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The Final Fling - A Couple of Tastings and a Sprint for the Chunnel





Left: Meursault appears though the mist




With a train booked for 18h50 from Calais, I had decided that it would be quite possible to squeeze in a pair of tastings on the last morning of our stay and what tastings they were: Bonneau de Martray and the Domaine Guy Amiot in Chassagne, the former one of the true aristocrats of Burgundy (both in terms of the owner - Jean-Charles le Bault de la Morinière - and the vineyard holdings, which are 100% grand cru), the latter one of the most consistent producers of profound, high-quality white wine that is also (perhaps more remarkably) excellent value for money.

(Now I have my craving for a real Thomas Pynchon-style over-long sentence out of the way, I'll continue in more succinct form.)

M. de la Morinière is the consummate gentleman. He is extremely welcoming when one visits the cellar of Bonneau de Martray in Pernand-Vergelesses, that sleepy village wedged into the narrow valley behind the hill of Corton. And he will tell you everything you want to know about the vintage and his wine of which he is so proud, the information delivered in a near-perfect upper-class English accent with just hint of a French nuance.

The name of the domaine is taken from Jean-Charles's mother's uncle who bequeathed her the vineyards in 1969. And what vineyards! There are 2 hectares of red Corton, making a wine that now ranks "up there" with pretty much anything else emanating from the appellation. But the real show stopper of the inheritance was and is the 11 hectares of grand cru white Corton-Charlemagne from some of the best sites on that sphinx-like hill that rises behind the town of Aloxe.

The 2006s here are superb, the red revealing a structured purity; a touch of austerity at present that hints at a long life ahead. The white is already quite delicious up front, but the longer one concentrates on the palate, the more one sees the complexity and sheer density of this wine's beautiful form. The 2004 tasted afterwards was perhaps finer, more classically built, but the '06 is, and will continue to be, utterly beguiling. We have a small allocation.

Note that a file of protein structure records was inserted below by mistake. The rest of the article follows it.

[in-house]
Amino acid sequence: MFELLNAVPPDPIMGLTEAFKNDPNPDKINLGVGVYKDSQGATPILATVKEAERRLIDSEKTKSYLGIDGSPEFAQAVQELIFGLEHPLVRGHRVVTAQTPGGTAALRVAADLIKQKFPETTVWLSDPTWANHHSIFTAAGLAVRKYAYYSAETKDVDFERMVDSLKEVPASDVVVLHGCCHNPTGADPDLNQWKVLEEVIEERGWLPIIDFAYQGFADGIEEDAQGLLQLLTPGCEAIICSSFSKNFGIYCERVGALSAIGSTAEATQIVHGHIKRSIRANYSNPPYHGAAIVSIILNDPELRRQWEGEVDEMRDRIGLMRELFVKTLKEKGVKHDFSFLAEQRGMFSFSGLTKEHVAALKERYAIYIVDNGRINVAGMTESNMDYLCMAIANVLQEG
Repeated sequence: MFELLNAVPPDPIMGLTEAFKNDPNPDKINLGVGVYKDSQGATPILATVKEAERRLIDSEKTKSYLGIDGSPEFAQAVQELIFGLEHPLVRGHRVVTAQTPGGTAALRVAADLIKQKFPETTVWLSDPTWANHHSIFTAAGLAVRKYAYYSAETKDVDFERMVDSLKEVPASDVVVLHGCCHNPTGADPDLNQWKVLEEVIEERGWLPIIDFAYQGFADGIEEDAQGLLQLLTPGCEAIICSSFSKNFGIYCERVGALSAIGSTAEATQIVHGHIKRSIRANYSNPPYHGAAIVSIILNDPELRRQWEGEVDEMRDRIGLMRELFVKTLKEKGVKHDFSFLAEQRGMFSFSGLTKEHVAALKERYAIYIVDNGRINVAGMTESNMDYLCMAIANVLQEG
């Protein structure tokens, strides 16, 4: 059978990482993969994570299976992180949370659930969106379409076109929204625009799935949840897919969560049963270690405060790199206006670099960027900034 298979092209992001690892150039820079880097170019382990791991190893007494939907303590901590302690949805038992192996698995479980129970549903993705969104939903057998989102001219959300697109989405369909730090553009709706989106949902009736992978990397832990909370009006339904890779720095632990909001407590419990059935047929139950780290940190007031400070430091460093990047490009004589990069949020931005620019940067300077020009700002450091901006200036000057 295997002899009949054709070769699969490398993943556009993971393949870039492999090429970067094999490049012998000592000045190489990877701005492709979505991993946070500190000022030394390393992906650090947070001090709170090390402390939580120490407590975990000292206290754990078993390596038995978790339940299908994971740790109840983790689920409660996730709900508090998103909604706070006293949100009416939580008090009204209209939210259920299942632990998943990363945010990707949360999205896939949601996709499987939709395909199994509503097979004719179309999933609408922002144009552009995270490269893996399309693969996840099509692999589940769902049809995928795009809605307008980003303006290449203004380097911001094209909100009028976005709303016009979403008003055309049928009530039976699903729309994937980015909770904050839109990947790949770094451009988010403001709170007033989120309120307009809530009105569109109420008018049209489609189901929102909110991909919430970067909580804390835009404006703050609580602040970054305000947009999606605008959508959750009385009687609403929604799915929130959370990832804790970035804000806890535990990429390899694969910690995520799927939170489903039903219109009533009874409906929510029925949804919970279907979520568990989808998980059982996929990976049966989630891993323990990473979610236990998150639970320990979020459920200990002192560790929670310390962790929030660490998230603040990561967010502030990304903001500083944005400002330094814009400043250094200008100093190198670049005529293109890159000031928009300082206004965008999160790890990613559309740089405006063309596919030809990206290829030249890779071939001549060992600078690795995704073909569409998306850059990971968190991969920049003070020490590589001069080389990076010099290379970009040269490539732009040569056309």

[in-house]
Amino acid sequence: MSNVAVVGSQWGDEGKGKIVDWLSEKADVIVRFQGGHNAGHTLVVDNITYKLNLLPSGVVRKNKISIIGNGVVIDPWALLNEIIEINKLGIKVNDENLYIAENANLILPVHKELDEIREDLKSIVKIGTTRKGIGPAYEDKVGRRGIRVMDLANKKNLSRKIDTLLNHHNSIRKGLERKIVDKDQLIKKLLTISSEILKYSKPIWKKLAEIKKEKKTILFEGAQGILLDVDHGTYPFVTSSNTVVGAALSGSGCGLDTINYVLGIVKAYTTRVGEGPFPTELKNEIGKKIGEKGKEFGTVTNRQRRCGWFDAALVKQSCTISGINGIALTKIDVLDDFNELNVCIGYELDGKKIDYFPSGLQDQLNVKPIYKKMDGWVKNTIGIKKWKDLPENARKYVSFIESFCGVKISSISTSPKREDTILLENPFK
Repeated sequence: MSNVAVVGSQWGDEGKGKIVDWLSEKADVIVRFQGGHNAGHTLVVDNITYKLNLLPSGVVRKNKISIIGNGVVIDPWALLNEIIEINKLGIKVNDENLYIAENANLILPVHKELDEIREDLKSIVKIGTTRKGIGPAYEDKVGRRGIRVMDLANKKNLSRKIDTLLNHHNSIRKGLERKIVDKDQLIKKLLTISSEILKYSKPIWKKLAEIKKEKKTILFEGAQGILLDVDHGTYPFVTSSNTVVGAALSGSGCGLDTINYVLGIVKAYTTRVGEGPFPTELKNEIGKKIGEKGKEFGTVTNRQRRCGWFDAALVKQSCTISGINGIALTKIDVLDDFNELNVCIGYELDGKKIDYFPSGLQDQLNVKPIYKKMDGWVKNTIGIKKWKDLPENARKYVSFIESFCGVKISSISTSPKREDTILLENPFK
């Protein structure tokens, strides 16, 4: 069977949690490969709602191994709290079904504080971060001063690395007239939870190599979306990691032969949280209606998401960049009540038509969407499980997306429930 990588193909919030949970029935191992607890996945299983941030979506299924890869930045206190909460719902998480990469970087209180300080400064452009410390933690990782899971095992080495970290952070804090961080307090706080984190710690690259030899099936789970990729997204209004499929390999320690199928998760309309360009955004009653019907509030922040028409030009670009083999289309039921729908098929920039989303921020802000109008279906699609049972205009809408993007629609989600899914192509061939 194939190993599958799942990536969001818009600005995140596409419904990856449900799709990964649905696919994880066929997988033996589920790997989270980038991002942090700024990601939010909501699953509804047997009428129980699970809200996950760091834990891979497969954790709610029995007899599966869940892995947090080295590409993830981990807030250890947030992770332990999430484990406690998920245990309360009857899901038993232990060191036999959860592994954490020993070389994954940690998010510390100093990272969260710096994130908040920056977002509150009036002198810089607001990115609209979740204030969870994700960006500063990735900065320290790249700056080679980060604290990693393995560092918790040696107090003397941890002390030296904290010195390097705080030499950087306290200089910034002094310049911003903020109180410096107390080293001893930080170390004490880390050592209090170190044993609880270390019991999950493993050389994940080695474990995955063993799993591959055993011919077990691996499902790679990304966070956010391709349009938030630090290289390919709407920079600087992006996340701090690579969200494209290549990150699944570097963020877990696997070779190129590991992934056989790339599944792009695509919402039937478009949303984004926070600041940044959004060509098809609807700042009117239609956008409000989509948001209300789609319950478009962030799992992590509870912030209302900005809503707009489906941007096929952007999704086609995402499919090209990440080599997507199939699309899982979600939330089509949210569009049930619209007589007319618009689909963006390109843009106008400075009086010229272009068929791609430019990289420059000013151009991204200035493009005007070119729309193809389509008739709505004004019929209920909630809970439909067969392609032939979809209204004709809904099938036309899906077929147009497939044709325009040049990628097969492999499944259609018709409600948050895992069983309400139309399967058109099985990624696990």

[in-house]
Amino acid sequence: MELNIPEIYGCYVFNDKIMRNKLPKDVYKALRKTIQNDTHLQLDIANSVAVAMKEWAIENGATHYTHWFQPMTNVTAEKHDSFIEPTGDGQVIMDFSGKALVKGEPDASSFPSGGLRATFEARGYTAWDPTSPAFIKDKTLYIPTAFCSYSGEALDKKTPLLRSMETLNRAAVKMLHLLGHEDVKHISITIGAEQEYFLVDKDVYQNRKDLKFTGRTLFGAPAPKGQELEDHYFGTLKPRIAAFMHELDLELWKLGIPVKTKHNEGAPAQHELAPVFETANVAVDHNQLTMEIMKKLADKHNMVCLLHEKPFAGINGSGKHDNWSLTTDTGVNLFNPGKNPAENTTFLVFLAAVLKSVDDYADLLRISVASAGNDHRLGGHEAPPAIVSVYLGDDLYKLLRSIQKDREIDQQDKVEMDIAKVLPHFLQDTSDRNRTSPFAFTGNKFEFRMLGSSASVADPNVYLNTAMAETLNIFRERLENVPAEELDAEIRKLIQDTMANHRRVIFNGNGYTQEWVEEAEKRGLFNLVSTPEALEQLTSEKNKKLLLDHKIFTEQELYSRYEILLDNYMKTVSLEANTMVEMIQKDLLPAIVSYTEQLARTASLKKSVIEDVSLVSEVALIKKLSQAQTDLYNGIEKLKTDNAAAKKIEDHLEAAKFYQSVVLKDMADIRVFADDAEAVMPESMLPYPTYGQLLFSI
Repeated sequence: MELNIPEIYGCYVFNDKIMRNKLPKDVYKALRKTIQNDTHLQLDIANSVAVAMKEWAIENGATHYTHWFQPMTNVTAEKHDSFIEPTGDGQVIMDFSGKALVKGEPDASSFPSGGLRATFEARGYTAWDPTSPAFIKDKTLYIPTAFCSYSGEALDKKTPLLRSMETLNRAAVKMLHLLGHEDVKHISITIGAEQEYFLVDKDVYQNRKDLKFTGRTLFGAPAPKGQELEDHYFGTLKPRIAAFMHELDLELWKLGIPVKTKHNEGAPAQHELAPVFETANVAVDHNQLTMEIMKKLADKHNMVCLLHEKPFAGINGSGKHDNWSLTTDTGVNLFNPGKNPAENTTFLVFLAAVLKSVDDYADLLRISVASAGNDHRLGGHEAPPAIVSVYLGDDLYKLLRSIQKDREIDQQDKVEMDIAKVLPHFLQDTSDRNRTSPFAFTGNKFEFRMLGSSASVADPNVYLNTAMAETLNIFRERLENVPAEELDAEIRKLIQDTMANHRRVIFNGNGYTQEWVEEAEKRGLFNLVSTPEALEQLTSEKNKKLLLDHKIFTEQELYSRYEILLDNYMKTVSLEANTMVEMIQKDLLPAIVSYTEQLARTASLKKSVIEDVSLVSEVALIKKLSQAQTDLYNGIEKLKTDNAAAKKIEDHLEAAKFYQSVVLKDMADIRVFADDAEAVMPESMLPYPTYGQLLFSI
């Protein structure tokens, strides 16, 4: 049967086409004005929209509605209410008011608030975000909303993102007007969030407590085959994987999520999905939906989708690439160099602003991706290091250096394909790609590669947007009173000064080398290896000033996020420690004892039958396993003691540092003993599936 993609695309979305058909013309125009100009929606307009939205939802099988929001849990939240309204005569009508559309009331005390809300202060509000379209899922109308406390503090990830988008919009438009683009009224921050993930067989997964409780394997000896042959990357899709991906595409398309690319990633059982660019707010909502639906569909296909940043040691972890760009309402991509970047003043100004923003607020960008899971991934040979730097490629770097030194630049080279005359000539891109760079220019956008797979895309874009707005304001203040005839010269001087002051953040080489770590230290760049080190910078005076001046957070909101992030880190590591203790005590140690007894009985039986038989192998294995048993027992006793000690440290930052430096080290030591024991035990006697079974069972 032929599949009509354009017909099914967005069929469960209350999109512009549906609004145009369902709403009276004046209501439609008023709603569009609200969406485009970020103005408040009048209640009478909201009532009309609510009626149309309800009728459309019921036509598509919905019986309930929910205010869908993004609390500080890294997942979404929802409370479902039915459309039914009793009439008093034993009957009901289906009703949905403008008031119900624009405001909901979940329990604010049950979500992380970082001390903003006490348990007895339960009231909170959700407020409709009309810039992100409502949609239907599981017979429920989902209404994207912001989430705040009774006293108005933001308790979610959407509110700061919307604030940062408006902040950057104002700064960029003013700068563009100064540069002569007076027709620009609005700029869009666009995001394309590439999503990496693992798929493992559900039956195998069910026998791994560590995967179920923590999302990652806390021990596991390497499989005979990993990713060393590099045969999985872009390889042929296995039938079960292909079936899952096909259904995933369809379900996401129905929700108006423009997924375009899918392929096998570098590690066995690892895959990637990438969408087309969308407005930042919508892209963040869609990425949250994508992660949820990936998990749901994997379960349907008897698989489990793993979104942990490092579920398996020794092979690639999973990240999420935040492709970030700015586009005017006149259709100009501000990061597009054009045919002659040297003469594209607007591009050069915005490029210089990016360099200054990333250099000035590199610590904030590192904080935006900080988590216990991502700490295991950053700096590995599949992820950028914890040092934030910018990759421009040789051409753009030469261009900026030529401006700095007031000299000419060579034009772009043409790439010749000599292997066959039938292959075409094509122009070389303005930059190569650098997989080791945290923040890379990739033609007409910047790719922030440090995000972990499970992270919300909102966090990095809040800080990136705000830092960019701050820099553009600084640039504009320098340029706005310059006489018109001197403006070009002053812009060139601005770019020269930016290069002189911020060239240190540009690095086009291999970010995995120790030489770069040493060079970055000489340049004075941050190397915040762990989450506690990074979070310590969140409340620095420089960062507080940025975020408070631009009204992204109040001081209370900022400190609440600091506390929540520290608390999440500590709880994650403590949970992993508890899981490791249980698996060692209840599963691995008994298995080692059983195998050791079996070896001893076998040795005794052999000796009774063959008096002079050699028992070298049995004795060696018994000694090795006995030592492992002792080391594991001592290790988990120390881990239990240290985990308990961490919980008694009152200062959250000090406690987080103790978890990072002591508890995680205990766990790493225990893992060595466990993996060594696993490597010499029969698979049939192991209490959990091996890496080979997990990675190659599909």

Thierry Amiot's a laid-back sort of a chap. I would guess that he's in his early thirties, which makes his skill as a wine maker all the more remarkable. As at Jean Chauvenet in Nuits, a visit to Amiot is a chance to have a really thorough look at the appellation in the vintage as one is presented with a string of expressive premiers crus.

The wines here this year conform to a style that is wide-spread in the whites of this vintage. There is real sun in the tasting glass: rich, ripe fruit, with aromas and flavours that sometimes stray into the peachy, even tropical. By and large, Amiot's '06s are vins de plaisir and will give great pleasure in the short to medium term. As ever, with the two senior premiers crus one finds a slightly different story; both Vergers and Caillerets have produced cooler, more focussed and age-worthy wines, both fabulous. I will be attempting to secure supplies of both…oh, and the Aligoté which, from 80-year-old vines, is once again superb.

So, the picture of the 2006 vintage overall is not totally clear cut. There is a diversity of style that appears to have hinged on a decision as to when to bring in the harvest. Yes, some of the reds and whites are low-ish in acidity, with rich fruit that sometimes edges towards jamminess. But there are plenty of others, especially in the reds, that are highly structured, extremely pure and very beautiful and it is, of course, on these that we will be concentrating when making selections for our offer.

Yes, it is quite clear that 2005 was a great vintage for Burgundy. But what is also clear is that 2006 has followed it up more than admirably. My guess is that, in the years to come, there will be plenty of pinot-philes who, having bought cannily, secretly (or even not-so-secretly) prefer the style of the 2006 vintage.

Tastings done, we high-tailed it north. The drive to Calais, with one stop, was accomplished in 5-and-a-half hours and was rather easier than the 3-and-a-half hour onward journey from Folkestone to Wiltshire, the motorways bombarded by monsoon-like rains. 575 miles under the belt, Beaune to home!

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